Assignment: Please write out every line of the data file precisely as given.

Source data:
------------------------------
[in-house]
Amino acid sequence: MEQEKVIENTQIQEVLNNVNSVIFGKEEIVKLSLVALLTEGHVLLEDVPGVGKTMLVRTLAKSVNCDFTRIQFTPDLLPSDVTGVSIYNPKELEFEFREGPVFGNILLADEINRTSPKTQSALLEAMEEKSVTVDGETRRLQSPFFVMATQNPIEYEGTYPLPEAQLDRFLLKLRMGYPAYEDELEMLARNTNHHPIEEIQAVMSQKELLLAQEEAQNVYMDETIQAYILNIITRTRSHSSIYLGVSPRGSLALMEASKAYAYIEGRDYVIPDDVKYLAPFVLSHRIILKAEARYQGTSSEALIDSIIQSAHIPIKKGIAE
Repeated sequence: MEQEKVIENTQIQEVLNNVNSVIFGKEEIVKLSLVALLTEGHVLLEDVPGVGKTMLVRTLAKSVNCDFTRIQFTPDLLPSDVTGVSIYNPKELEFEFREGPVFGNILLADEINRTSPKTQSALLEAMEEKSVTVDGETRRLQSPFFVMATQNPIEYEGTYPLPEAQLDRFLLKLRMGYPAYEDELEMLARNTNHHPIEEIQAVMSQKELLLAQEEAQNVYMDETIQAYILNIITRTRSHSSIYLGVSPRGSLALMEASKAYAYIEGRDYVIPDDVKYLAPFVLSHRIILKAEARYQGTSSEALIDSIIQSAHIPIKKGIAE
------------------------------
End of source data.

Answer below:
[in-house]
Amino acid sequence: MEQEKVIENTQIQEVLNNVNSVIFGKEEIVKLSLVALLTEGHVLLEDVPGVGKTMLVRTLAKSVNCDFTRIQFTPDLLPSDVTGVSIYNPKELEFEFREGPVFGNILLADEINRTSPKTQSALLEAMEEKSVTVDGETRRLQSPFFVMATQNPIEYEGTYPLPEAQLDRFLLKLRMGYPAYEDELEMLARNTNHHPIEEIQAVMSQKELLLAQEEAQNVYMDETIQAYILNIITRTRSHSSIYLGVSPRGSLALMEASKAYAYIEGRDYVIPDDVKYLAPFVLSHRIILKAEARYQGTSSEALIDSIIQSAHIPIKKGIAE
Repeated sequence: MEQEKVIENTQIQEVLNNVNSVIFGKEEIVKLSLVALLTEGHVLLEDVPGVGKTMLVRTLAKSVNCDFTRIQFTPDLLPSDVTGVSIYNPKELEFEFREGPVFGNILLADEINRTSPKTQSALLEAMEEKSVTVDGETRRLQSPFFVMATQNPIEYEGTYPLPEAQLDRFLLKLRMGYPAYEDELEMLARNTNHHPIEEIQAVMSQKELLLAQEEAQNVYMDETIQAYILNIITRTRSHSSIYLGVSPRGSLALMEASKAYAYIEGRDYVIPDDVKYLAPFVLSHRIILKAEARYQGTSSEALIDSIIQSAHIPIKKGIAE